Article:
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    I listed after a Camilius air force survival knife. Got one in 1978. Couldn't wait to use it in my first deer kill. Did in 1988. It sucked as a hunting knife.

    I still have it but a $12 Mora does most anything I want a sheath knife to do. Sometimes reality is disappointing.

    Sent from my SM-G960U using Tapatalk
    You'll go far providin' you ain't burnt alive or scalped."

    Will Geer as Bear Claw in "Jeramiah Johnson"

  9. #9
    Boolit Bub
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    I remember going to gun shows with my dad in the early 80s. There was always (still is actually) that one table that had the throwing stars, chinese knock off rambo survival knifes, and various other knives on their table. If you asked those guys they would bring out the box of butterfly, switchblade, OTF knives that were "not for sale". I begged my dad the entire day for a butterfly knife. He finally broke down and bought it for me under 2 conditions. One mom could never know and two if I cut myself he was throwing it away. The first day I had it I sliced open my thumb. Played it off as and got to keep the knife.

    Knife is long gone, but the scar and memory are still there.

  10. #10
    Boolit Master




    Idaho45guy's Avatar
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    Quote Originally Posted by rockrat View Post
    I have my Fathers K-bar, from 1940. Marked USN.
    That is awesome! During my online search for mine, I saw vintage ones on Ebay for $900.
    "Luck don't live out here. Wolves don't kill the unlucky deer; they kill the weak ones..." Jeremy Renner in Wind River

  11. #11
    Boolit Buddy


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    Great knife.

  12. #12
    Boolit Grand Master

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    What we do for memories. I have one my grand father had. it sits in a place safely and stays there now.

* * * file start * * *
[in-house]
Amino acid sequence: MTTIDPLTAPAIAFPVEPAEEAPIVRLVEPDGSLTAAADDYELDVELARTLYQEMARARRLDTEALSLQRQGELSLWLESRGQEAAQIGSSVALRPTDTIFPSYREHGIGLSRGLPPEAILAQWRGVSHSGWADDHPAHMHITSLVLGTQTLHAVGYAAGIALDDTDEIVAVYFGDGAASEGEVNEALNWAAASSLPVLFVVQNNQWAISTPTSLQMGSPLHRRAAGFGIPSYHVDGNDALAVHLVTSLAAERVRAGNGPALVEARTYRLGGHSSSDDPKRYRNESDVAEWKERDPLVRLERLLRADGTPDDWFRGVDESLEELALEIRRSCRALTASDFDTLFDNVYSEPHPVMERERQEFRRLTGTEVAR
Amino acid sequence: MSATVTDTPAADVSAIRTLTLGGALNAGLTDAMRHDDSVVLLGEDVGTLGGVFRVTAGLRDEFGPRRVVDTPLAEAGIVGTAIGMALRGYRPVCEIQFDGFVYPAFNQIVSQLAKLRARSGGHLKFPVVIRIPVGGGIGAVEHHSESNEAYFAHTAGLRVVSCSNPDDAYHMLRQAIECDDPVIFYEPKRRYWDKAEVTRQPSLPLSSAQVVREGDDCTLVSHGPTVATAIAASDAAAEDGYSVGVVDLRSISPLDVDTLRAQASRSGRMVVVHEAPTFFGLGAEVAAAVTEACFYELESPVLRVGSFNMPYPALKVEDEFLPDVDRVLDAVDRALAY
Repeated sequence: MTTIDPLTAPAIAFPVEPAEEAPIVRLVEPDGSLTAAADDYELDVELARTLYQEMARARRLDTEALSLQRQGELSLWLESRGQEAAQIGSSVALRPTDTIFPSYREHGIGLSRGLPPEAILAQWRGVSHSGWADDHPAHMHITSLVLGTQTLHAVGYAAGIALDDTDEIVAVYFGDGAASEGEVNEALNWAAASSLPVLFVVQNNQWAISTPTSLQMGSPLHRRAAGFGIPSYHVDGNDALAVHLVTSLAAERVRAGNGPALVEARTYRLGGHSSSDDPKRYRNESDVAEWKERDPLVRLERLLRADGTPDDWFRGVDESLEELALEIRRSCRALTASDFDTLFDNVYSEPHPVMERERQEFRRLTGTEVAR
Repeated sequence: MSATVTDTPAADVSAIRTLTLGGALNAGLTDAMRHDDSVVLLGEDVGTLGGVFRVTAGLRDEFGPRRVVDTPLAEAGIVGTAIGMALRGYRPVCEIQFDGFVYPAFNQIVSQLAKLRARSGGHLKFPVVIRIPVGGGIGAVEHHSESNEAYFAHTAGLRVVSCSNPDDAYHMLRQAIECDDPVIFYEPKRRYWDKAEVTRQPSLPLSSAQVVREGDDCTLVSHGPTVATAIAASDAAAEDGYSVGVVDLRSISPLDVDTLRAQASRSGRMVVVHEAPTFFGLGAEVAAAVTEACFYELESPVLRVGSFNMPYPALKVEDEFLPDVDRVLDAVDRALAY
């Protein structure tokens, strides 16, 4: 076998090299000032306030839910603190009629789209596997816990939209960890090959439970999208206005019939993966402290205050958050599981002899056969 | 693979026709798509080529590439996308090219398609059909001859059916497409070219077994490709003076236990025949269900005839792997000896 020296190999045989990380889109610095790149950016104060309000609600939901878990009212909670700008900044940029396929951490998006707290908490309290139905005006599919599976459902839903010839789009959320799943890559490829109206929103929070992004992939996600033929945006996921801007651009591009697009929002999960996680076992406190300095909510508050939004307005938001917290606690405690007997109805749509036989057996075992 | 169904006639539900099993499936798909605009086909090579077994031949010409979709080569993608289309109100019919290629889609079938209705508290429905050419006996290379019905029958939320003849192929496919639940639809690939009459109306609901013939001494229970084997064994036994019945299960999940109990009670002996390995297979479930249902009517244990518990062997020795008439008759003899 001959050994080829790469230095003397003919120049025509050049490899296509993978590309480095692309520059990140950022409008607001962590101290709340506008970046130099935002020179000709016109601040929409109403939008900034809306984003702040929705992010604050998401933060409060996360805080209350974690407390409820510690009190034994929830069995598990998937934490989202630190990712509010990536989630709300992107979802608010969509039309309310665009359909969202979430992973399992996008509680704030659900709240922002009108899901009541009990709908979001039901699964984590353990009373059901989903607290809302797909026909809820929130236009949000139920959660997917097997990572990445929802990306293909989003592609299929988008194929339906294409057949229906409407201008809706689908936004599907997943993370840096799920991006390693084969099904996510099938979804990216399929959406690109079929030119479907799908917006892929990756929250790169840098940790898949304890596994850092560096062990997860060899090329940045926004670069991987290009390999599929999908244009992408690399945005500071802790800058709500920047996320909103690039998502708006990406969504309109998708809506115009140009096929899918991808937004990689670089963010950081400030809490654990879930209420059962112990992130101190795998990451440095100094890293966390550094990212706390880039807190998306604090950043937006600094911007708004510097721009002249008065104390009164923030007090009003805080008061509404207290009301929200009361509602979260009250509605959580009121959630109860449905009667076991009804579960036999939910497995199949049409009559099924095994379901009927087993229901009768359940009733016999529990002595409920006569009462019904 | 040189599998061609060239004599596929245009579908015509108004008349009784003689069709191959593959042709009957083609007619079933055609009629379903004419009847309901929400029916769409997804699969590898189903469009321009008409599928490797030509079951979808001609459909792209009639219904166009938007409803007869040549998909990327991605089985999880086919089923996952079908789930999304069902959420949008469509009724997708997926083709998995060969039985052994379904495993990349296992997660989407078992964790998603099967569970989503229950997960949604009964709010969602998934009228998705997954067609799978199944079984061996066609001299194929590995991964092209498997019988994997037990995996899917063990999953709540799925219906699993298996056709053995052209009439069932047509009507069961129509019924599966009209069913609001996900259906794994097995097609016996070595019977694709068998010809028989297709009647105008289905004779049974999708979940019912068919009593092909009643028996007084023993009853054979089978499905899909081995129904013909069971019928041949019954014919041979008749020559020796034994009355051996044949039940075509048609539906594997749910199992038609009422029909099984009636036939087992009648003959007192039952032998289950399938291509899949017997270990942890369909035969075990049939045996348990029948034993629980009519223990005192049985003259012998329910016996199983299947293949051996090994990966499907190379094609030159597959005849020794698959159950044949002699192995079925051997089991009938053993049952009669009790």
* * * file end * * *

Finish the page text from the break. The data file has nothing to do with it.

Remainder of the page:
13. #13
    Boolit Master OldBearHair's Avatar
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    Sure enjoyed reading your post, Idaho 45 guy. It really brought memories of WW11. My brother Paul was in the Navy (1944) on the USS Mississippi in the Phillipines. He wrote .letters to my dad asking for a knife. Said there were no knives for them to cut ropes and stuff. Dad got busy at the forge and began making hand made knives that went to war.
    I have been curious to know whether Dad copied USMC fighting knife or they copied his. Some of you may be able to clear that up for me. I was nine years old, my uncle Jack came and helped by installing the handles. My job was to sand the blades with emery cloth. The pictures of the KBar are the same as in my memory. I would slide the emery cloth past the end of the blade and poke my fingers. My Mother would tear a strip of cloth about an inch wide then rip that down about a third of the way, wrap the cloth around the wound then wind the tag ends around that and tie it on the back of the finger. Later years my Mother remarked that I had so many bandages they looked like a glove. We mailed knives to several sailors. I have records of fourteen cousins that received the knives and have the letters that my brother wrote home to Dad. Paul was killed in an explosion of one the big guns that blew up. Thank you for your post.

  14. #14
    Boolit Master




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    Quote Originally Posted by OldBearHair View Post
    I have been curious to know whether Dad copied USMC fighting knife or they copied his. Some of you may be able to clear that up for me.
    The blade design of the USMC fighting knife is referred to as a clip-point Bowie and has been around since the early 19th century. It's an excellent and popular design that the Marines adopted for their knife in November of 1942.
    "Luck don't live out here. Wolves don't kill the unlucky deer; they kill the weak ones..." Jeremy Renner in Wind River

  15. #15
    Boolit Master
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    Have a pilot's survival knife that I bought in 1966 while I was in the navy. Still have it today. Every so often I take it out and clean the green crud off all the rivets, oil the blade and put it away. Frank

  16. #16
    Boolit Master


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    Interesting, all these stories. My first knife I bought for 25 cents back in the 50s from a classmate. Mom didn't buy that and took it away from me. Thought I had gotten it otherwise. I got it back about 20 years later. Little Swiss Army type, with fork and spoon on it. It's back in a drawer somewhere. Neatest knife I have is the same as the OP. Marine Corps fighting knife from WWII. Dad was a CPO, running a repair shop at Treasure Island in San Francisco Bay. He was buddies with all the cooks at a dining facility there. A young marine was talking to him, was dying for a canned ham. Dad got him one from the cooks, fellow gave him the knife. He also got a a 15-18 inch butcher knife from the cooks. I still have both.